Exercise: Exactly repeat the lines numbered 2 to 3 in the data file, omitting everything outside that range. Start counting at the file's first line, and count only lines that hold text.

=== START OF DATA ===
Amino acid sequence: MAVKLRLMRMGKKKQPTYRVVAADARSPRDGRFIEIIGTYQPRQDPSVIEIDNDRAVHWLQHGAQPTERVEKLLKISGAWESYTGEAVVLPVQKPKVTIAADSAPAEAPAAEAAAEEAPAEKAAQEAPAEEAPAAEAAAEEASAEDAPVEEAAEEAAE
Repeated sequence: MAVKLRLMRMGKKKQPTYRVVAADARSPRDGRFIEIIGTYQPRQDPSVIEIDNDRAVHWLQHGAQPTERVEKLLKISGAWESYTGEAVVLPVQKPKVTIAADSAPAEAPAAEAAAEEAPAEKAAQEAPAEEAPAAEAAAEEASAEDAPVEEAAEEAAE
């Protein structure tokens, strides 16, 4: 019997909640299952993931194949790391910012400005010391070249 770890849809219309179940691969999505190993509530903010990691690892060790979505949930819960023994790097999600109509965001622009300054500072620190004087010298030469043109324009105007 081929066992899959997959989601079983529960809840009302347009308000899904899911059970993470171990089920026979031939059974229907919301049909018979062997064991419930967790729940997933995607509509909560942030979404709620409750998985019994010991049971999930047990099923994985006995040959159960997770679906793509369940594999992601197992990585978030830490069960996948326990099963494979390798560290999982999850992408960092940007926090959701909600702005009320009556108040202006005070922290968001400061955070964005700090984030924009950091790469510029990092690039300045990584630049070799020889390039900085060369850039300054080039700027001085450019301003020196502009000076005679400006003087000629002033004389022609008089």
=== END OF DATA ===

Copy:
Repeated sequence: MAVKLRLMRMGKKKQPTYRVVAADARSPRDGRFIEIIGTYQPRQDPSVIEIDNDRAVHWLQHGAQPTERVEKLLKISGAWESYTGEAVVLPVQKPKVTIAADSAPAEAPAAEAAAEEAPAEKAAQEAPAEEAPAAEAAAEEASAEDAPVEEAAEEAAE
């Protein structure tokens, strides 16, 4: 019997909640299952993931194949790391910012400005010391070249 770890849809219309179940691969999505190993509530903010990691690892060790979505949930819960023994790097999600109509965001622009300054500072620190004087010298030469043109324009105007 081929066992899959997959989601079983529960809840009302347009308000899904899911059970993470171990089920026979031939059974229907919301049909018979062997064991419930967790729940997933995607509509909560942030979404709620409750998985019994010991049971999930047990099923994985006995040959159960997770679906793509369940594999992601197992990585978030830490069960996948326990099963494979390798560290999982999850992408960092940007926090959701909600702005009320009556108040202006005070922290968001400061955070964005700090984030924009950091790469510029990092690039300045990584630049070799020889390039900085060369850039300054080039700027001085450019301003020196502009000076005679400006003087000629002033004389022609008089």